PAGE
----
The 270 hp option was actually a “sleeper” engine with a soft hp rules factor. It included the famous Zora Arkus-Duntov “097” solid lifter camshaft and an aluminum intake manifold that mounted a pair of Rochester 4-GC four-barrel carburetors. Properly tuned and prepared, the 270/283 could easily pump out 325+ hp. It was a serious engine that was well suited for a number of different NHRA Stock classes.
Lombardo’s match-up with the four-speed ’61 Corvette stocker was akin to sausage gravy on biscuits. Their engine had been built with careful attention to true engine “blueprinting”, with the objective of squeezing every last horsepower from the little Chevy V-8. The car required minimal suspension tuning, just a set of traction bars. These controlled leaf spring wrap-up and planted the tires under hard acceleration. The rear suspension was treated to a set of fresh race shocks plus a set of sticky, two-groove M&H Racemaster “cheater slick” tires out back. Unfortunately, the M&H tires were limited to a mere 7” of tread width by the restrictive Stock Class rules. They may have been made of race rubber compound, but the skinny tread width meant careful starting line performances lest the 7” skins break loose and give up the race.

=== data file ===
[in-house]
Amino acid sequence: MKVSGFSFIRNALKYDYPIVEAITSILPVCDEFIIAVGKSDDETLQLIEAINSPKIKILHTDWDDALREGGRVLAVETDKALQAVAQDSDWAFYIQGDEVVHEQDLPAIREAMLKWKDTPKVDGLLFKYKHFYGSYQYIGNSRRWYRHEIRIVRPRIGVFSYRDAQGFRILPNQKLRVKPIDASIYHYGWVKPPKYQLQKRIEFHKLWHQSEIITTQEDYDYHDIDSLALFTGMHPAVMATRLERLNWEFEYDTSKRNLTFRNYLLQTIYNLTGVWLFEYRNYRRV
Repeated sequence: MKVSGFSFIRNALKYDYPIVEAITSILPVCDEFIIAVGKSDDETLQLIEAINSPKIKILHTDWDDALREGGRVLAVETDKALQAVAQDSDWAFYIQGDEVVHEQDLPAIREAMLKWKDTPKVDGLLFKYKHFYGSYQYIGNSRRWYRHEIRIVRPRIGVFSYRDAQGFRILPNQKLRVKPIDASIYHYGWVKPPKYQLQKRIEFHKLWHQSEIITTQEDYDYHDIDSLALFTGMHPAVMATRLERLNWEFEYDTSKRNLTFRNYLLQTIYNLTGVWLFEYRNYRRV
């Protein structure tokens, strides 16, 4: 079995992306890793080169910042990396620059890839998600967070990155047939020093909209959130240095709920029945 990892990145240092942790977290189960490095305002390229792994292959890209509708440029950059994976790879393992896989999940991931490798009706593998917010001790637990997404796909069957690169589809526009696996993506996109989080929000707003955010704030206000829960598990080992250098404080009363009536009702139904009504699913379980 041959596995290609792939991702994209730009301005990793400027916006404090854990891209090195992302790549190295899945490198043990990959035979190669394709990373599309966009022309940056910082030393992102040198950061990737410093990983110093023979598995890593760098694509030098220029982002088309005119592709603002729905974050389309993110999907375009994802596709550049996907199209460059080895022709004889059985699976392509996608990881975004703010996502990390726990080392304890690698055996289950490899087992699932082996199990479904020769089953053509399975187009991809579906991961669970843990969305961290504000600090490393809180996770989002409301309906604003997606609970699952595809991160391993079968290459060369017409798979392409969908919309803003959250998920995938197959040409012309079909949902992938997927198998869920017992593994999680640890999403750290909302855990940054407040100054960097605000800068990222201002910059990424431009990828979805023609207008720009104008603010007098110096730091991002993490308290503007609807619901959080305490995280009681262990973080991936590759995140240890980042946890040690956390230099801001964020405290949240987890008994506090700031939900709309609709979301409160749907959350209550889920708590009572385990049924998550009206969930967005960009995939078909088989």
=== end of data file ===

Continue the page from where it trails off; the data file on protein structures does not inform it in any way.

“We bought the Corvette used for $1,500, and had $600 in the engine. That doesn’t sound like much compared to today’s prices, but we bought the right parts, paid extra attention to all the little stuff, like making sure all the clearances were perfect. Roger Sinistri, an really good engine builder from Reading, was also a huge help in building that engine and others we ran. The 283/270 was a great combination that was easily tuned, very consistent and the engine stayed together. Over the years we probably made over a thousand runs and won a lot of money with that car”, he reflected.
Running at their home track, Maple Grove Dragway, and at Capitol Raceway, 75-80 Dragway and Numidia, Lombardo was soon winning Stock Eliminator trophies. Mind you, NHRA’s Division One had a legion of super-sharp Junior Stock competitors that were considered to be some of the nation’s toughest. It was also somewhat alarming that this success came before Larry had obtained a legal Pennsylvania state driver license!